Both the crystal formation and the volume change at the liquid-solid transition phase usually occur in the solutions presently used for the cryopreservation of biological material and are the main cause of the viability loss of the cryopreserved samples. The present invention provides cryopreserving solutions in which the liquid-solid transition phase occurs without volume increase and macrocrystal formation, providing therefore improvements over the prior-art methods and solving in an economic and convenient way the many problems of the cryopreservation of biological material, particularly those previously cited for the preservation of frozen epithelial tissue sheets.

The solutions of the invention comprise:

a) polyethylene glycols (PEG) having molecular weight not higher than 20 KD, preferably from 3 to 5 KD, at concentrations not higher than 25% w/w, preferably from 10 to 20% w/w;

b) at least one low molecular weight compound, defined as a cross-linking agent in view of its ability to form with the polymer and with water cross-linked systems based on hydrogen bends, in concentrations not higher then 25% w/w, preferably from 5 to 20% w/w. The cross-linking agents are selected from polyols (glycerine, ethylene glycols, maltitel, inositol), mono and oligosaccharides (glucose, sucrose, maltodextrins) and PEGs having molecular weight lower than 1 KD. Glycerine is preferably used.

The solutions of the invention may be prepared in physiological saline solutions and may contain antibiotics, proteins, sera and other compounds usually used for the growth and culture of biological materials.

More particularly, solutions suited for the cryopreservation of viable, in vitro grown epithelium sheets are prepared by adding in suitable concentrations PEG and glycerol as cross-linking agent, preferably 13% w/v PEG an 15% w/v glycerol to media optimized for the keratinocytes growth such as 60% v/v Dulbecco modification of Eagle's medium, 30% v/v Ham's F12, 10% v/v Fetal calf serum (FCS), containing glutamine 4 mM, adenine 1.810-4 M, insulin 5 μg/mL, transferrine 5 μg/mL, triiodothyronina 210-9 M hydrocortisone 0.4 μg/mL, penicillin-streptomycine 50 U/mL.

The sheets are first washed in the cryopreserving solution and then introduced into suitable bags containing 100-200 ml of solution.

After closing the containers, the samples are allowed to equilibrate at room temperature for periods not longer than 1 h, preferably from 5 to 10 min.

Freezing of samples may be carried out by simply cooling the containers to the preservation temperature, generally from -25 to -100 C., preferably -80 C.

Thawing of samples may be carried out by dipping the frozen container in a bath at 37 C. for 5-10 min. In order to make this step less critical, especially when not particularly qualified users have to handle such delicate cellular materials, and to minimize stress to which thawed cells may be subjected by the high concentration of cryoprotective agents in the liquid phase, thawing of epithelial sheets may be carried out in a special container consisting of two compartments which are interconnected when the sample is thawed, one containing the epithelial sheets in the cryopreserving solution and the other, containing a nutrient medium or isotonic saline solution. During thawing, the two solutions are mixed, causing the dilution of cryoprotective agents minimizing thereby possible cellular damage.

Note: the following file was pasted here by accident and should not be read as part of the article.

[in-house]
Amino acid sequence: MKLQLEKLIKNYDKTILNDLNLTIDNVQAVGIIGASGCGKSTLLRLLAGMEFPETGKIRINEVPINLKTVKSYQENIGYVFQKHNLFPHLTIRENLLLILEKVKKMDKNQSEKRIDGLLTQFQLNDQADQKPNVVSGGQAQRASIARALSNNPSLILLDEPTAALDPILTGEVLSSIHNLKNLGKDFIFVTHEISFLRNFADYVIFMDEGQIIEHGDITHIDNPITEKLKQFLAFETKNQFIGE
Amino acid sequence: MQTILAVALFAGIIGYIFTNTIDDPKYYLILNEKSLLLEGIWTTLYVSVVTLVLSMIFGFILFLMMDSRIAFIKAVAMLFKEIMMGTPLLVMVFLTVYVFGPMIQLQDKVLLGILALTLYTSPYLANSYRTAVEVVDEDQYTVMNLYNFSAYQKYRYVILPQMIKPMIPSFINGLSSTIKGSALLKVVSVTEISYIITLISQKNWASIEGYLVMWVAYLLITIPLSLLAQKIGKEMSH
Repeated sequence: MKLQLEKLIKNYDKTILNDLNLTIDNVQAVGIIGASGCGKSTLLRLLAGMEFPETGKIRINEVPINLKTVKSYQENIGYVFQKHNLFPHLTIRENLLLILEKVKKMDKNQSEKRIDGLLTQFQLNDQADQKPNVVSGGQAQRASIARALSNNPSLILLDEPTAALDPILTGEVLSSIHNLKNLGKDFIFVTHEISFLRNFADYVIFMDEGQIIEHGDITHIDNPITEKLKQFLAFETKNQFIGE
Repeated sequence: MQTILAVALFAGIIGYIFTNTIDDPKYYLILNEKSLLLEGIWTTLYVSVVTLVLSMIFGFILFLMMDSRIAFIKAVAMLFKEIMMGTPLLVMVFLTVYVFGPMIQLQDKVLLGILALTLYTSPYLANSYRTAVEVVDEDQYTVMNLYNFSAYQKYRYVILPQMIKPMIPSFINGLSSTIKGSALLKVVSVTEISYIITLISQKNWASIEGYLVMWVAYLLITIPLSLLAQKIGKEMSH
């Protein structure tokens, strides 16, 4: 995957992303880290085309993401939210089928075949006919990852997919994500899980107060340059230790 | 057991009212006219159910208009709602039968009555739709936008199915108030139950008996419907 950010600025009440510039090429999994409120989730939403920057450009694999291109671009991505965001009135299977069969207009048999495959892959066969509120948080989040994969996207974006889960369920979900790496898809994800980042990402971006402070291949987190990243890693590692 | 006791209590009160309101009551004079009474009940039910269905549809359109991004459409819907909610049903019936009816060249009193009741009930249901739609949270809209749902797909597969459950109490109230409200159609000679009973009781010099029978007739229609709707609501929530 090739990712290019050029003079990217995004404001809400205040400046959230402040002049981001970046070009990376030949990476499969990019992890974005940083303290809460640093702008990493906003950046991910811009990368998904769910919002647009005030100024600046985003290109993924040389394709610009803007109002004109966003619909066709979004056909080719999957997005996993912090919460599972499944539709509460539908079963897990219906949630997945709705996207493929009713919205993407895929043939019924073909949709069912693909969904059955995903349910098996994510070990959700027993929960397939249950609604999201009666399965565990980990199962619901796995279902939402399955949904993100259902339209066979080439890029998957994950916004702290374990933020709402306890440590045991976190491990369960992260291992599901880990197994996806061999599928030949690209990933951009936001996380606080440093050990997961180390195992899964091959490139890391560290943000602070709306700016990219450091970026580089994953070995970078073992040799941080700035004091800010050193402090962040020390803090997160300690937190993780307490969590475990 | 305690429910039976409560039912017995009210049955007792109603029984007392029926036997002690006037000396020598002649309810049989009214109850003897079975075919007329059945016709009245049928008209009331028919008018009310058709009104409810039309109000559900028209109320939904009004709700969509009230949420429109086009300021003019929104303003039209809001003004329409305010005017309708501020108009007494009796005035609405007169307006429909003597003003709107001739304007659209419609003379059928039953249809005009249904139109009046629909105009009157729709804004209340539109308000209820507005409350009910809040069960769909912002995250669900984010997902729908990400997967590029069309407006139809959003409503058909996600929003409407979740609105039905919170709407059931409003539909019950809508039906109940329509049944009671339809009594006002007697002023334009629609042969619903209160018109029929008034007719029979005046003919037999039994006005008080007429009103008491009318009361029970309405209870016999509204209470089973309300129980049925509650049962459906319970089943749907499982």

The human epithelial sheets cryopreserved in the solutions of the invention are equivalent to the fresh ones not subjected to freezing, both as far as the morphology and the after graft are concerned.

The solutions of the invention may also be used for the preservation of cells used for the preparation of the sheets.

These comprise, for instance, 3T3 cells to be used as feeder layer or keratinocytes isolated and dissociated from biopsies.

The following examples further illustrate the invention.

EXAMPLE 1

Keratinocytes cultures were obtained according to the method of Rheinwald and Green. The secondary confluent keratinocytes cultures obtained according to U.S. Pat. No. 4,016,036 are detached from culture flasks, transferred on suitable support and anchored by means of metal clips for vascular surgery according to the method of U.S. Pat. No. 4,304,866.

The so prepared sheets are washed by immersion in sterile conditions in 100 ml of the cryopreserving solution consisting of 60% v/v Dulbecco modification of Eagle's medium, 30% v/v Ham's F12, 10% v/v FCS, glutamine 4 mM, adenine 1.810-4 M, insuline 5 μg/mL, transferrine 5 μg/mL, triodothyrosine 210-9 M, hydrocortisone 0.4 μg/mL, epidermal growth factor (EGF) 10 ng/mL, penicilline-streptomicine 50 U/mL, PEG 3350 13% p/v, glycerol 15% p/v.

The sheets are then transferred under sterile conditions in 1510 cm plastic envelopes, previously sterilized and containing 100 ml of the above reported cryopreserving solution.

The plastic envelopes are then heat sealed and then transferred, without any particular precaution, to the freezer and cooled to a temperature ranging from -25 and -100 C., preferably -80 C. The duration of the operations bringing the epithelial sheets into contact with the cryopreserving solution at room temperature is not critical and may range from a few minutes to 1 h, preferably 5-10 min, without negative consequences in the clinical use of the preserved material.